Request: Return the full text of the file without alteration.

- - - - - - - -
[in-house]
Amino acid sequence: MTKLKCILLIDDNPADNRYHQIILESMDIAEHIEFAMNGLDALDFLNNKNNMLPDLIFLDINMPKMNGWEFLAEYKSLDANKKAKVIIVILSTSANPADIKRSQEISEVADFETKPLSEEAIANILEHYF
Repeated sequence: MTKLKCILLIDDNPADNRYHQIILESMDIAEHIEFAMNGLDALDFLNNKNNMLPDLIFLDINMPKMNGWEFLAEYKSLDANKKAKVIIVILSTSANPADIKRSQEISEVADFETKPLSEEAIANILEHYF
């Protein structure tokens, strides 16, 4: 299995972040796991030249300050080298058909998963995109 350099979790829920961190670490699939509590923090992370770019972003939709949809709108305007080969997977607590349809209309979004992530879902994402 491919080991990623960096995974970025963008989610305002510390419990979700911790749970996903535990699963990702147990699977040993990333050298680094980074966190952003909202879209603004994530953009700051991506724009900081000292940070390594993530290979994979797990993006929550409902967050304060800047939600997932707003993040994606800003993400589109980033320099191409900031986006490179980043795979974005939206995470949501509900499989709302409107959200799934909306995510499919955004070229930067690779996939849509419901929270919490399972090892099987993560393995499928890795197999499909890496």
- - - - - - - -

[in-house]
Amino acid sequence: MTKLKCILLIDDNPADNRYHQIILESMDIAEHIEFAMNGLDALDFLNNKNNMLPDLIFLDINMPKMNGWEFLAEYKSLDANKKAKVIIVILSTSANPADIKRSQEISEVADFETKPLSEEAIANILEHYF
Repeated sequence: MTKLKCILLIDDNPADNRYHQIILESMDIAEHIEFAMNGLDALDFLNNKNNMLPDLIFLDINMPKMNGWEFLAEYKSLDANKKAKVIIVILSTSANPADIKRSQEISEVADFETKPLSEEAIANILEHYF
């Protein structure tokens, strides 16, 4: 299995972040796991030249300050080298058909998963995109 350099979790829920961190670490699939509590923090992370770019972003939709949809709108305007080969997977607590349809209309979004992530879902994402 491919080991990623960096995974970025963008989610305002510390419990979700911790749970996903535990699963990702147990699977040993990333050298680094980074966190952003909202879209603004994530953009700051991506724009900081000292940070390594993530290979994979797990993006929550409902967050304060800047939600997932707003993040994606800003993400589109980033320099191409900031986006490179980043795979974005939206995470949501509900499989709302409107959200799934909306995510499919955004070229930067690779996939849509419901929270919490399972090892099987993560393995499928890795197999499909890496």